As a business owner, you are always thinking of ways to improve and innovate your business so you can ultimately make more money. Whether it’s diversifying your product range, updating your website, or trying new marketing tactics, you always need to make an informed decision. After all, a wrong move can negatively impact your business. This is especially detrimental if you’re still starting your own ecommerce business.

Obviously, you can’t make snap decisions without being aware of what’s going on in your business. Even if your company is still small or new, having some data to consult is better than nothing. However, with everything you need to look at, it can be overwhelming.

The good news is that there are metrics that need to be closely monitored because they are more telling of how your business is faring. Here are a few of the metrics you definitely want on your radar:

1. Conversion Rates.

One thing you need to remember when you want to start your own ecommerce business is that your business will thrive on sales. You need to be making a significant amount of profit in order to stay afloat, and that means a lot of your leads are being converted to customers.

You can easily find your sales conversion rate by dividing the number of purchases by the number of people who visit your online store. You would ideally want a conversion rate of at least 1-5%. Increasing this number is a continuous process for entrepreneurs, with many willing to pay top dollar for it. This is a metric that you definitely want to keep an eye on.

2. Average Margin.

This is basically the portion of the retail price that’s your profit. It can be calculated by subtracting how much you spent supplying a product from the item’s selling price, then multiplying the result with the item price. The percentile of the previous result shows your average margin for a particular product. After all, you could be making a lot from sales but if your supply costs are still high, you really aren’t profiting as much as you think.

You should be looking at the margins of each product or service category you have as well as your overall margin too. Keep your margins as high as possible by either increasing your prices or by paying less for your supplies. Before doing anything though, it’s good to find out if your customers are more concerned with price or quality.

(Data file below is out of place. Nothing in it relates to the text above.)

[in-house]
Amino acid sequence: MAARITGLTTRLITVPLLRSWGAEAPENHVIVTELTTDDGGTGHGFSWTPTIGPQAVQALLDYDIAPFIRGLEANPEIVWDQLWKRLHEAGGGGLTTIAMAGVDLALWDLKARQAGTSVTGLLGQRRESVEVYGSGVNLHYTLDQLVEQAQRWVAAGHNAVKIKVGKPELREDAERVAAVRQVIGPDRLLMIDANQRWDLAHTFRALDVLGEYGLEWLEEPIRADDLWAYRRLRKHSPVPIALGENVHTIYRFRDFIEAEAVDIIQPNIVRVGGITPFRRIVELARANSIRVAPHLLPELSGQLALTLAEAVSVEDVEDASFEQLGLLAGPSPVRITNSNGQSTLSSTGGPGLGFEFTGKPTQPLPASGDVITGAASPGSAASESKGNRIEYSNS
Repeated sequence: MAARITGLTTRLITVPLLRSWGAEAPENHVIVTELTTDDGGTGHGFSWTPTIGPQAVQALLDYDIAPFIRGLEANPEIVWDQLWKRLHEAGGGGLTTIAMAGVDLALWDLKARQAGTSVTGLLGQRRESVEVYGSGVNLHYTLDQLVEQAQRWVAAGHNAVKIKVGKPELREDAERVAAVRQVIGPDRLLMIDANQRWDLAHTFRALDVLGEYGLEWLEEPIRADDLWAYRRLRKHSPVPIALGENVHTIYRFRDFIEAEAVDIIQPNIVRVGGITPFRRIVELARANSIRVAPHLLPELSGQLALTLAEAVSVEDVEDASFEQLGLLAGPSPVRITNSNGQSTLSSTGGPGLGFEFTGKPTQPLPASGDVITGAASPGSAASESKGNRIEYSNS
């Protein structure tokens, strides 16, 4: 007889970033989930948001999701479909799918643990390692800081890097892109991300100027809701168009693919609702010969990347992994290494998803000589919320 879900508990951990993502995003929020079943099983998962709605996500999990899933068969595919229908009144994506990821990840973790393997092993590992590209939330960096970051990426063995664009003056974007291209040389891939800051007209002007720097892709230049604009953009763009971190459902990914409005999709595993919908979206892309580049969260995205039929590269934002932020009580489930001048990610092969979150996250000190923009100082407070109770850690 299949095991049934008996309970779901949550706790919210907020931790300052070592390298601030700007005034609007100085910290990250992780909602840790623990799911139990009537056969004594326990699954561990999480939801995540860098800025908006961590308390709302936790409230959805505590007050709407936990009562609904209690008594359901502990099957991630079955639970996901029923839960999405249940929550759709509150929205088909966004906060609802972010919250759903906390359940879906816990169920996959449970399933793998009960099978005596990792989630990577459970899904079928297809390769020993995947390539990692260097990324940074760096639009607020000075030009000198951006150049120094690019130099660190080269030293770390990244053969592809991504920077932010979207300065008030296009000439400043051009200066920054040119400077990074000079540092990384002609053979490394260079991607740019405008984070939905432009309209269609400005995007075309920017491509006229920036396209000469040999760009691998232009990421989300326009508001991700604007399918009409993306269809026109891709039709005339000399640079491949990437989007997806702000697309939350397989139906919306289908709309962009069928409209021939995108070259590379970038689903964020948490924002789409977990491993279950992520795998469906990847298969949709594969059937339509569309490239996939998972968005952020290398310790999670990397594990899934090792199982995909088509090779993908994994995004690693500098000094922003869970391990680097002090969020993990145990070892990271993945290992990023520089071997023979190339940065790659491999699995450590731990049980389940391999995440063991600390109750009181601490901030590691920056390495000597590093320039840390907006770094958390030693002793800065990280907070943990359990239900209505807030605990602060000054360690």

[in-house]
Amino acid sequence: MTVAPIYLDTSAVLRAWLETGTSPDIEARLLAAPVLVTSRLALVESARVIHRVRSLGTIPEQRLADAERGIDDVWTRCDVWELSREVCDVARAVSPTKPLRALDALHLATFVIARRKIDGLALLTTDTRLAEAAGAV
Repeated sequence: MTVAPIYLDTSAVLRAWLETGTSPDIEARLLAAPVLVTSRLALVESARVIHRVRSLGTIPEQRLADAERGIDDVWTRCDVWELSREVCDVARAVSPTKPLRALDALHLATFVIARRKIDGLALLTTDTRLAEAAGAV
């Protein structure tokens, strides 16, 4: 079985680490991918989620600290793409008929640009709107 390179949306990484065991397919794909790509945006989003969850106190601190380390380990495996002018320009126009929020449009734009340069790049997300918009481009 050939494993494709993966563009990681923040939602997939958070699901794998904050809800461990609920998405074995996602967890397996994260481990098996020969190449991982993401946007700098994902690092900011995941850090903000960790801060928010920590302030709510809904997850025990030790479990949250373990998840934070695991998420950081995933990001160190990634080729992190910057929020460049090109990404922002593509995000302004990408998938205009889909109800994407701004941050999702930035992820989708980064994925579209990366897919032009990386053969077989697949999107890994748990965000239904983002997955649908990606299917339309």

Read More: KPI in eCommerce: Key Performance Indicators for Online Store

3. Email opt-ins.

There is no denying the fact that email marketing is still a good way to get repeat customers. It doesn’t require you to spend too much on outreach and yields a higher ROI. You don’t need to rely on other platforms as much when you have an extensive email list as well.

While some people on your list might not buy your products right away, tracking your email opt-ins (both total opt-ins and opt-ins by source) gives you an idea of how many people are interested in what you have to offer. Eventually, you may be able to convert more people on your email list into paying customers too.

4. Customer lifetime value.

Otherwise known as CLV, this is the total metric of how much you can potentially earn from a customer in their entire lifetime. It’s a way for you to gauge your customer acquisition and customer retention costs. You can obtain this information by observing the behavior of your customers who spend a lot on your products.

The goal is to try and understand why they’re loyal to your business and to see if the same tactics will convert other customers as well. While this will require a bit of effort for you, building long-term relationships with return customers can and will do wonders for your business.

5. Shopping cart abandonment rate.

As terrifying as it sounds, around 68% of people abandon their carts—but some of that lost income can be recovered. While you can’t possibly convince everyone who adds a product to their cart to go through with their purchase, you can make the experience easier to convince more people to do so.

You can streamline the checkout process (reduce hidden costs, let people check out as guests, etc.) or send out emails to remind customers to complete their purchase. After all, the fewer people abandon cart, the more sales you make. Watch this metric closely. Starting your own ecommerce business can be daunting, especially when you’re unsure of your next move. However, with the right data and strategy, you can definitely manage a new company that’s popular and lucrative!

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